Okay, these three countries had military conflicts and internal upheavel in the 80s-90s. There are obviously more factors regarding their economic development than whether they reduced tarriffs.

Dollar continues: “Bangladesh, though still very poor, has enjoyed relatively robust growth during the same period, when trade rose from 14 percent to 28 percent of GDP and tariffs were slashed from about 93 percent to about 26 percent.”

Bangladesh’s GDP is roughly equal to Hewlett-Packard’s market cap post meltdown, so the doubling of its international trade during a global economic expansion doesn’t mean very much. If their international trade balance didn’t raise, it would probably be indicitive of either social strife or isolationism.

grey: “Open markets ARE better for everyone--economically speaking.”

You’re conflating ideas. “Better for economics” and “better for people” aren’t neccessarily the same thing.

To truly be an open market, all barriers would have to be thrown open—all of them. Labor, capital, investment, property, intellectual rights, etc. If the restrictions applied to labor also applied to capital mobility the entire business world would fight these treaties as hard as the anarchists. If barriers dropped as described above people would eventually riot because markets tend to act in ways people, especially first-worlders, wouldn’t tolerate. (Keynes, white courtesy phone...)

And now, here’s a comment in a thread about globalization linking to an article about TW Adorno. Butterfield, will you be my Valentine?
posted by raaka at 11:11 PM on November 13, 2001

Butterfield? Wait ... strange, I totally forgot I commented this thread already. (Sorry about the sillyness - I've been working hard today.) I was going to ask:

> If the restrictions applied to labor also applied to capital mobility the entire business world would fight these treaties as hard as the anarchists.

Could you clarify this? (God, it is hard to say that on this site in a thread like this without sounding snarky. I genuinely don't understand and am interested in getting at what you meant.) Obviously the "same" restrictions couldn't apply, but what is the analogy?

(As an aside, find this whole topic, when I really try to come to some kind of informed decision for myself, too rarified to comprehend sufficiently. I can't get the concepts under enough control that I can really understand the ramifications of policies which I could or might or would endorse. I sympathize with The Economist, and I sympathize with Capt. Crackpipe.)
posted by sylloge at 11:32 PM on November 13, 2001

'anarchists' aren't the only ones who may wish to contend with the benefits of 'globalisation'; economic principles deal with money itself, applied under the assumption that a healthy economy provides for better living, which may not be the case if those principles are not facilitative or even at odds with individuals' personal qualifications of 'better living'. the dilemma occurs for anyone (with some sort of self-awareness as opposed to automatic conformation to a collective consciousness) who wants to take a position on the issue as individuals.

mostly, discussing people in groupings just sucks esp. an instance as over-exercised but obscure 'anarchists'; is this referring to people wanting chaos (anarchy) or anarchism (the political ideology: that we all like each other so there's no need for a regulatory structure such as a government)?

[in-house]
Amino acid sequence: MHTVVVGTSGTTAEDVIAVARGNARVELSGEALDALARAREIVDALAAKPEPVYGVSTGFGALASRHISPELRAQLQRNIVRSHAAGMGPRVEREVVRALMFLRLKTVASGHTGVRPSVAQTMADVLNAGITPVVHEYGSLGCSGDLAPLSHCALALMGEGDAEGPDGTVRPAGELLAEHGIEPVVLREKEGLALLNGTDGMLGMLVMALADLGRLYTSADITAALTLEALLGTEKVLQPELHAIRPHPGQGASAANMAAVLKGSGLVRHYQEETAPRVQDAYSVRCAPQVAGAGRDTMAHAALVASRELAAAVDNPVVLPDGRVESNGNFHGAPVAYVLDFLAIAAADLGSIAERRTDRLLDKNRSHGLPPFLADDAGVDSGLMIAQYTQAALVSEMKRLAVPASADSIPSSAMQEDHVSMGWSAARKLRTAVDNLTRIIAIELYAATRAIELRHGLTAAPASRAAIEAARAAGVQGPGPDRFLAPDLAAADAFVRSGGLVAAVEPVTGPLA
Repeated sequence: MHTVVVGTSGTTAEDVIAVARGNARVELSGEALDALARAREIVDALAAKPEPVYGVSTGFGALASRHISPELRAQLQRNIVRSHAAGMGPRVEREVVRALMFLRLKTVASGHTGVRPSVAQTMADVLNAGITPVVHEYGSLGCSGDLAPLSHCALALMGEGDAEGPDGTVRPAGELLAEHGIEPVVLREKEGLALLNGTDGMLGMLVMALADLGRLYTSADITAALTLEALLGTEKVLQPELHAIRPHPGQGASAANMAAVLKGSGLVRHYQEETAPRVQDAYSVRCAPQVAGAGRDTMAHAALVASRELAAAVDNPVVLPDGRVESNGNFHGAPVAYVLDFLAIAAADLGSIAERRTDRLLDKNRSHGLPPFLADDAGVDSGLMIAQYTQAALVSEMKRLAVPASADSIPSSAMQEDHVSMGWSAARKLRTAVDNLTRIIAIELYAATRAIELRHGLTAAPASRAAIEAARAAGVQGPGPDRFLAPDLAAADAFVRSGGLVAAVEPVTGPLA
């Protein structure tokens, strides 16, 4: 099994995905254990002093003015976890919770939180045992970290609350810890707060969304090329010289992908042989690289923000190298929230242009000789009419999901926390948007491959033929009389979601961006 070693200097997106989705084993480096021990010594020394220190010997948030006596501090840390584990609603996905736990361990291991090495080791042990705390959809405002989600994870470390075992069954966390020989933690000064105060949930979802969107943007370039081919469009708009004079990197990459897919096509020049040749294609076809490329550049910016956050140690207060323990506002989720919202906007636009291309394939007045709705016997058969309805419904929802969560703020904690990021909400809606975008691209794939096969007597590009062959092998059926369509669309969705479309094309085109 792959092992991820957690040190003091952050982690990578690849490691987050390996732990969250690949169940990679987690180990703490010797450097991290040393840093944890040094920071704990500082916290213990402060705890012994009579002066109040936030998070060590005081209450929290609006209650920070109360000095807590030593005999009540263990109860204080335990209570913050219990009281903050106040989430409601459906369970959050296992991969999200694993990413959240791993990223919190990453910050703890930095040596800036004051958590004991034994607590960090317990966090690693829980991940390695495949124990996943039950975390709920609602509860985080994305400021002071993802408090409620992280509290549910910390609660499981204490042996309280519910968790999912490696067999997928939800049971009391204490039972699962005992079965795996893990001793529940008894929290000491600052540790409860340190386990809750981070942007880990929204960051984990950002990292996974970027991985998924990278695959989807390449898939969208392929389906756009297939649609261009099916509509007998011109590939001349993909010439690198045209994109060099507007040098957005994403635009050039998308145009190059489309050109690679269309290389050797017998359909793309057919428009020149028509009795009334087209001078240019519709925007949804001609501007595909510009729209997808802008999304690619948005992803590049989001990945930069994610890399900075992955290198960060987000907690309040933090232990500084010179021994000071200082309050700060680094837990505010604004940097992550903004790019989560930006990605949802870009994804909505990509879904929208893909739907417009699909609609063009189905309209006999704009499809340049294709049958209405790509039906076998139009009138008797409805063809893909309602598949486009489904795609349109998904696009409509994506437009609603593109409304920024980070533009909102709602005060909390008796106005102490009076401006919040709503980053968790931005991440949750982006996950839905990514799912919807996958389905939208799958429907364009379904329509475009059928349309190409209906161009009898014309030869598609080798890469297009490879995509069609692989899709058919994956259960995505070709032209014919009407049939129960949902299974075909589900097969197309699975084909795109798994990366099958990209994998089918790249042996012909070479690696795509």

posted by elle at 5:05 AM on November 14, 2001

True, true Elle. There are quite a few reasons to oppose globalization—anarchists are just one group who get a short stick.

I was thinking more along the lines of anarchists following anarchism. The type of people who put out articles asking people not to vote because “it only encourages them.”

sylloge: “what is the [labor] analogy?”

It just means capital and investments can move a hell of a lot easier than people. There are physical limitations businesses don’t have to contend with due to their abstract nature. People have to deal barriers written into the trade treaties as well as national and international political realities.

Take Swingline, for instance. They used to make staplers and related goods in a factory in Queens. A few years after NAFTA passed, the owners closed the factory and moved to Mexico to capitalize on, among other things, cheap labor.

The workers in Mexico are cheaper for a myriad of reasons. One being that the only labor union is run by the government — no indepedent entity is lobbying on behalf of Mexican workers. Add to this workers can’t cross the border as easily as capital to earn better wages. (Notice “better” has opposite meanings here.) Which means there’s this huge barrier (a closed market — anti-free trade) against the workforce which capital doesn’t have to contend with. If free traders wanted a “level playing field” they’d address the issue, but they don’t because they want cheap labor to stay put.

One of the provisions of NAFTA lets (at least some) Canadians cross into the US to work. So the question becomes, why Canadians and not Mexicans? You could take the racist view and say Canadians are the “right” kind of worker, but I don’t buy that. Businesses want cheap labor to stay cheap, an easy way to achieve this is to keep them a) from organizing in ways capital can b) in a controlled area. Since Canadian wages are about on par with US wages, it doesn’t matter much if Canadians and Americans have a comparably high level of mobility.

Regarding a) — Imagine if businesses were only allowed to communicate and organize under the supervision of goverments. Business leaders, and hell, just people, would rightly call it stifling and communistic. If labor has to deal with it, it’s free trade.
posted by raaka at 1:27 PM on November 14, 2001